Jazzistry's CLASSROOM CONNECTIONS
Enjoy some of the incredibly wonderful ideas and powerful resources we have gathered in our 26 year history! Our work with many teachers have given us great ideas and materials that connect our shared history and culture to Jazzistry..
The CHITLIN' CIRCUIT
In the Blue LLama Interview Vol. 1, Vincent reveals his early life, and that he was playing in his Dad’s Band at the age of 14. Tiny York’s Band was a regular act on the Chitlin’ Circuit, where African American artists played in large and small venues for crowds of Black people in the segregated South. Watch these informative documentaries, the first from Kentucky Life KET’s–a 7 minute history–and a short doc from Mississippi Blues Trail, 6 minutes.
A Jazzy Riddle for Two Players
Here is a fun riddle for ‘alternative problem-solving’, like acting it out or drawing. Great for 2 cooperating actors. Not only is it fun to work out the answer, it also demonstrates what happens when jazz musicians combine different rhythms, like in Afro-Cuban jazz, where the percussion section combines diverse patterns simultaneously for amazing results! Here’s an example from the Afro-Cuban Jazz Project.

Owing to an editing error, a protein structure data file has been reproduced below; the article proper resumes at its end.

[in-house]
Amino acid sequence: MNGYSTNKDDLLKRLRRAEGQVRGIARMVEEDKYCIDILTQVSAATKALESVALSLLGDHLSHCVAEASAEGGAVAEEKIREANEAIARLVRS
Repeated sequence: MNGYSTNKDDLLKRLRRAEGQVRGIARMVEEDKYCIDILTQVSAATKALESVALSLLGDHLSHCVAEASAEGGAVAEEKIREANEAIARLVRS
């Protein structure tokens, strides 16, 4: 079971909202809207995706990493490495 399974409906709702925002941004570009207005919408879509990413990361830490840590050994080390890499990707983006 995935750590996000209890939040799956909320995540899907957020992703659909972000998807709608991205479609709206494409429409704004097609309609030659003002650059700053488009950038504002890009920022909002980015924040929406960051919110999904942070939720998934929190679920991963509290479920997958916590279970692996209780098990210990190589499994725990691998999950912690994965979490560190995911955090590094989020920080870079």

Strolling with Jazz Giants
Dizzy and The Bird (Charlie Parker) walk side by side down 42nd Street.
Both step out with their left foot first.
The Bird takes two steps to go one foot, while Dizzy takes three steps to go one foot.
How far will they have gone before they both step out with the left foot at the same time?
What about stepping out with the right foot at the same time?
How far will they have gone before they both land on the left foot at the same time?
What about landing on the right foot?
(Based on the wonderful cooperative math/science activities from EQUALS, Lawrence Hall of Science, UC-Berkeley).